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This article was adapted with permission from Shooting Midnight Cowboy: Art, Sex, Loneliness, Liberation, and the Making of a Dark Classic by Glenn Frankel. Published by Farrar, Straus and Giroux. Copyright © 2021 by Glenn Frankel. All rights reserved.
In December 1963, a front-page article in the New York Times began with the newspaper’s equivalent of hitting the panic button: “The city’s most sensitive open secret—the presence of what is probably the greatest homosexual population in the world and its increasing openness—has become the subject of growing concern of psychiatrists, religious leaders, and the police.”
The article explored what it characterized as the two conflicting viewpoints in the contemporary discussion of homosexuality. On one side was the “organized homophile movement—a minority of militant homosexuals that is openly agitating for removal of legal, social, and cultural discriminations against sexual inverts.” They argued that gay people should be treated like any other minority group because homosexuality was “an incurable, congenital disorder” —although the Times hastened to add that “this is disputed by the bulk of scientific evidence.”
On the other side was the established psychiatric community, which argued for “an end to what it calls a head-in-sand approach to homosexuality.” This group cited “overwhelming evidence” from a nine-year study led by Irving Bieber of New York Medical College that homosexuals are not born but made—generally and inadvertently by overbearing mothers and weak-willed fathers—and that they could be cured “by sophisticated analytical and therapeutic techniques.” Fellow psychiatrist Charles W. Socarides warned that the drive by fledgling gay rights groups for social acceptance was worrisome because “the homosexual is ill, and anything that tends to hide that fact reduces his chances of seeking and obtaining treatment.”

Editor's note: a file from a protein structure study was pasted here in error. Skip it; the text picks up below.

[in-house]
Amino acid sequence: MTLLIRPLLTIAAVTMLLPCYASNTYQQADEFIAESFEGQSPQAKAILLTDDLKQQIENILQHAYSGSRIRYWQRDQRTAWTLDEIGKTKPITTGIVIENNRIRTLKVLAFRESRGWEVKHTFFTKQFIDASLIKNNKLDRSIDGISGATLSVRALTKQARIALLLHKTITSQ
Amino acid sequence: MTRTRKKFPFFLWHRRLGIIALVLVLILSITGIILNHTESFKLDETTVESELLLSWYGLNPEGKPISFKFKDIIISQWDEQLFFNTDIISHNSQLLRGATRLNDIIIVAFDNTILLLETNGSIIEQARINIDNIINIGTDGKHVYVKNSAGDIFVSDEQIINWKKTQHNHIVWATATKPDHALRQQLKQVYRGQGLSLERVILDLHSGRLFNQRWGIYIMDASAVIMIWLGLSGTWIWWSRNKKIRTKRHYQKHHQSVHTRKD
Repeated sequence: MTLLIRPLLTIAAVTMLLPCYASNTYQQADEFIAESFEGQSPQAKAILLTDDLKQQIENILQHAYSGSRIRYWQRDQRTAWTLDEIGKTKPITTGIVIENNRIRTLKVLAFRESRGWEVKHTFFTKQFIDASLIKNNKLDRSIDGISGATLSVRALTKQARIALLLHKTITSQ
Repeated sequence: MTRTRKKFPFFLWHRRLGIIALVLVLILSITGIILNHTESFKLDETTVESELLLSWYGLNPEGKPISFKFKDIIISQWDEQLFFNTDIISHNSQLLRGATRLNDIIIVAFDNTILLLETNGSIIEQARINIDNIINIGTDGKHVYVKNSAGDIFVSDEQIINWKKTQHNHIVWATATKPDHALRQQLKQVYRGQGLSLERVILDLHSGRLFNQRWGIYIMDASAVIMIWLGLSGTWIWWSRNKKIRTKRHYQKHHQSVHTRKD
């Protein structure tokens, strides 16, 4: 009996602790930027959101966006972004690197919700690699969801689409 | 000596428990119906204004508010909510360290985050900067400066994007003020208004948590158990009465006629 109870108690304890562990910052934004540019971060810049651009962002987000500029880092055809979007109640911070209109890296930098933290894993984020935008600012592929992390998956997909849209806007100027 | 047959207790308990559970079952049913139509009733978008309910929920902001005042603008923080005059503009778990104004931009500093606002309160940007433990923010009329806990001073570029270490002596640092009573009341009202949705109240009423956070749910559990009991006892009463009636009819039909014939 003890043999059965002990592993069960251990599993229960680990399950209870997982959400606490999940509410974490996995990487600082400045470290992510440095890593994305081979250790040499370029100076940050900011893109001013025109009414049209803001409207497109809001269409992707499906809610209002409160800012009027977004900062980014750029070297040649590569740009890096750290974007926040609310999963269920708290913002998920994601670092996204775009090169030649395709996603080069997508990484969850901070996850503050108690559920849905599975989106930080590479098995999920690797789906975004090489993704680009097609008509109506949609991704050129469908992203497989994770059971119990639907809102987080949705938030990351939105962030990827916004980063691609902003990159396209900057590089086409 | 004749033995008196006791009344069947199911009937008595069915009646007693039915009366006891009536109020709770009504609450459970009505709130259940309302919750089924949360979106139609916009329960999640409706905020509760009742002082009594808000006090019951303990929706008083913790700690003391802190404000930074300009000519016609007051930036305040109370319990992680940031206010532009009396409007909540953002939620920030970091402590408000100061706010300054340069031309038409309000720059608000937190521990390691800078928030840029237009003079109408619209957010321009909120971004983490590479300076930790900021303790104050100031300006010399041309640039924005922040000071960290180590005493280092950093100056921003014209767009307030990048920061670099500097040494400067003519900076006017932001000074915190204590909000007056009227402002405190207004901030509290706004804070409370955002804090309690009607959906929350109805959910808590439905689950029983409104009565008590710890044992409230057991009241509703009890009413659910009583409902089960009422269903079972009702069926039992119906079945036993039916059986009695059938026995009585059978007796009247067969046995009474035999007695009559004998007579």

“It was just the worst kind of New York Times article,” recalls historian Charles Kaiser, author of The Gay Metropolis, a landmark work. “It cited all of this so-called scientific evidence and expert opinion to support the deepest prejudices and preconceptions of its editors.”
No one in those days (or even now) expected extravagantly homophobic institutions like the Catholic Church to do anything other than consign gays and lesbians to the deepest and most creatively imagined circles of hell. But the condemnation of those in the liberal media and psychiatric community, who might have been expected to be supportive, or at the least understanding, was a bitter blow. Rather than expressing sympathy, these groups helped cement public fear and hatred of gays and lesbians and keep them stripped of civil rights.
The belief that gay people could readily seek treatment and a cure for their so-called disease led logically to the conclusion that those who chose not to were responsible for their own misfortune. Worst of all, their unshakeable loyalty to homosexuality was supposedly clear proof of their perversion. And those who wallowed mindlessly in gay promiscuity were a dire threat to vulnerable young people whom they would surely seek to entice into their ranks. They were not only sick; they were spreading their disease to healthy innocents.
The Times article was written during the postwar heyday of Freudian psychotherapy, when it seemed like virtually every Manhattanite of sufficient income was in analysis, and psychiatrists were the social and moral equivalent of the priesthood during the Middle Ages. “There was an inevitability about psychoanalysis,” wrote Times literary critic Anatole Broyard. “It was like having to take the subway to get anywhere.” After their anointment as evidence-based experts by the Times, Bieber and Socarides would go on to become publicly recognized authorities in the now-discredited field of sexual “conversion”—how to turn long-suffering homosexuals into responsibly straight husbands and fathers.
Martin Duberman’s coming-of-age story, sharply, poignantly, and self-critically recounted in his 1991 memoir Cures: A Gay Man’s Odyssey, illustrates one of the most startling features of the era of gay repression: that many gay men accepted and internalized the condemnation and opprobrium directed their way.